In “David and the Mighty Eighth,” the setting is WWII England, where our 8th Air Force was stationed. One of the heroes in it is a pilot named “Tex” since I knew that would appease my “Texas niche” publisher. This story, too, is based on a true story. It’s about a boy growing up in war-torn England who had a wonderful relationship with an American flight crew. Joe and I have become close friends with that man and his wife, and they’ve visited us and vice-versa. THAT book promotion was fun – we spoke at the 600-year-old British school where David attended, and I was interviewed on the BBC!
Tell us about your new devotional book. The idea of combining physical, emotional, and spiritual healing is such a clever idea. How did you come about the idea?
My writing for adults has mostly been with Daily Guideposts (writing devotionals) and Guideposts. My first adult book has recently come out – entitled “Shaken to the Core (And Finding God’s Strength)”. You asked how I came about the idea – it was God’s idea! Really! I was walking into a hotel room – not even praying or reading the Bible – when a very distinct voice inside my head said, “I want you to write a devotional book about the human body.” It’s funny that I wasn’t what my kids would call “weirded out” by receiving a message like that. I was surprised, but mainly I was excited.
When I got home, I started researching body trivia to write a children’s devotional book, since my experience was in that genre. However, when I sent a few chapters to my editor (one that I paid for writing advice), she told me it was too much like a science lesson and wouldn’t interest kids. So I filed it away, thinking I’d misunderstood what God meant. I awaited further instruction.
Have you had an experience where you have found your devotional useful?
It was probably 8-10 years later that I developed a “mystery illness” that left me so exhausted, achy and shaky, that I couldn’t do much of anything. And in prayer I asked God to show me His purpose in that suffering, since I certainly wasn’t able to do anything for Him in the shape I was in. Right as I prayed that prayer a-knowledge (not a voice this time) came into my head that I would have to suffer a little before I could write about it. And I immediately knew – I’d just received the final instruction for that body devotional book! It was to be directed toward suffering people – adults! I started right away on the book, and it was the most joyful period of my life as I researched scripture, interviewed people going through hard times, and used my own family stories to give others hope.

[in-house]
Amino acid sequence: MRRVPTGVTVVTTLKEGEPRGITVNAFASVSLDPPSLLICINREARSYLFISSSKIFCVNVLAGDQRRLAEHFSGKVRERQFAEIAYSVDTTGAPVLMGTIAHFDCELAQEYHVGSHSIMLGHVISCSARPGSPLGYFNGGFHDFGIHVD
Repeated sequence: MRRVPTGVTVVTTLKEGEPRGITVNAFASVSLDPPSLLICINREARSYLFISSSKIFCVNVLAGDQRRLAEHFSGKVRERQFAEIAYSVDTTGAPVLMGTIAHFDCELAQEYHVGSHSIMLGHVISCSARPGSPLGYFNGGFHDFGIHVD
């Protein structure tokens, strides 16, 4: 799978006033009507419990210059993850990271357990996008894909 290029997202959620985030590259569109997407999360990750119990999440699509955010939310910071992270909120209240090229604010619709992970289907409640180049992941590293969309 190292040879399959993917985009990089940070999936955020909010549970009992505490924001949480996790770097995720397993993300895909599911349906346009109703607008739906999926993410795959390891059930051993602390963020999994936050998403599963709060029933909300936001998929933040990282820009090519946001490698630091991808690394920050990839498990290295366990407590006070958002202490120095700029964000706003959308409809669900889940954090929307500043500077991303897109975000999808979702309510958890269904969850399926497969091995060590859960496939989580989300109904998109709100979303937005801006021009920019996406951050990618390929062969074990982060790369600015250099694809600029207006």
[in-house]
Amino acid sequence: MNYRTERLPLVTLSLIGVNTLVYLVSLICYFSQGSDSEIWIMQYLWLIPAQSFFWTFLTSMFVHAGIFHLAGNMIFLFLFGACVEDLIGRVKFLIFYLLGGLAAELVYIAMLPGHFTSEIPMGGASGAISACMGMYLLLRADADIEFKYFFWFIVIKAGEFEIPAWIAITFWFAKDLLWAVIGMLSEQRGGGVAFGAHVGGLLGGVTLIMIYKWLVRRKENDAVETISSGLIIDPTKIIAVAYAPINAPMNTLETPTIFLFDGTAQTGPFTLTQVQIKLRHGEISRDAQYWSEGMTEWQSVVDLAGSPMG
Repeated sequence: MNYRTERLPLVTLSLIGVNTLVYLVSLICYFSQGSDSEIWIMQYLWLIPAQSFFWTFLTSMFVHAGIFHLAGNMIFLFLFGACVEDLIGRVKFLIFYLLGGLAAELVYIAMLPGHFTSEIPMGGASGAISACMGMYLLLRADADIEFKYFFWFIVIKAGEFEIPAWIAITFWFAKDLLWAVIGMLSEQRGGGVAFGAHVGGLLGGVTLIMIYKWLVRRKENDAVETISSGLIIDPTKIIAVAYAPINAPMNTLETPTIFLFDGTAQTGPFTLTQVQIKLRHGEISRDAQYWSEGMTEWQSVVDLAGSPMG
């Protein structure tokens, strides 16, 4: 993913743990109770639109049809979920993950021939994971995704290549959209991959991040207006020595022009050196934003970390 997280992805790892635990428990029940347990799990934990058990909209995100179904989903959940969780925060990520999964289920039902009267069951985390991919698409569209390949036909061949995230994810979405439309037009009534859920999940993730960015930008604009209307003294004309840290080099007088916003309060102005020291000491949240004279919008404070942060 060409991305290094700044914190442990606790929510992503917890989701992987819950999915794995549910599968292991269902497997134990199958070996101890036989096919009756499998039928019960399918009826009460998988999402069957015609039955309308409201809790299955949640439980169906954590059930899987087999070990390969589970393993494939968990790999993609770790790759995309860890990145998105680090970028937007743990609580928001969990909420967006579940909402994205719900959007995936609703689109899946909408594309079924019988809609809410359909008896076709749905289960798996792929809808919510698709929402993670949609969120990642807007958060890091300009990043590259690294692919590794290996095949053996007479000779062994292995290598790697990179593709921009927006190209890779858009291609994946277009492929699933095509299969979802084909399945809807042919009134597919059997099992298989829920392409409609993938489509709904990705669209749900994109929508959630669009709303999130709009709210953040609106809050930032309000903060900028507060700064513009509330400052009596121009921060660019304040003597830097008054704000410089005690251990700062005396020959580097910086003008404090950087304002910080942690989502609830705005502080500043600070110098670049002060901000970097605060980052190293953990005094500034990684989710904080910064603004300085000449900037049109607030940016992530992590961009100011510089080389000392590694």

Many ideas of body trivia came from the physical therapy I was taking, so I asked my Physical Therapist if she would design exercises to go with each devotional. I researched a lot for body facts, too. My very kind stomach doctor checked my information to be sure the facts were right, and Ken Gire, a wonderful author and high school friend of mine, gave me great suggestions when he edited it. And of course, my dear Mom was my #1 editor and helper. I couldn’t have done it without her suggestions and help. (I finally discovered what was wrong with me while writing the book, and I tell about that in it. It turned out to be a “perfect storm” of inflammation, hypoglycemia (low blood sugar), and disc degeneration.)
When I was diagnosed with breast cancer last spring, I was in the final edits of the book (which I had thought was “late” since it had been scheduled to come out in the spring). When I got the cancer phone call, I had just re-read the whole manuscript and been freshly reminded of God’s promises, His power, grace, help and hope. I felt an incredible peace that lasted through the mastectomy and recovery. I had thought I was writing the book for others, but it wound up comforting ME! God has a wonderful sense of humor.
What plans do you have for your next writing project?
I have two ideas for new writing projects, but can’t quite figure out how to carve out the time to do them just yet – we’ve got a daughter marrying this summer, and I’m trying to promote my new book, plus travel with my husband’s volunteer job as President of Texas and Southwestern Cattle Raiser’s Assoc. But both ideas are for young readers, and I suppose it’s because now that I’m a very delighted grandmother, kids are at the center of my heart once again.
To learn more about Marjorie Parker visit this web address:
To purchase a copy of Shaken to the Core visit this web address: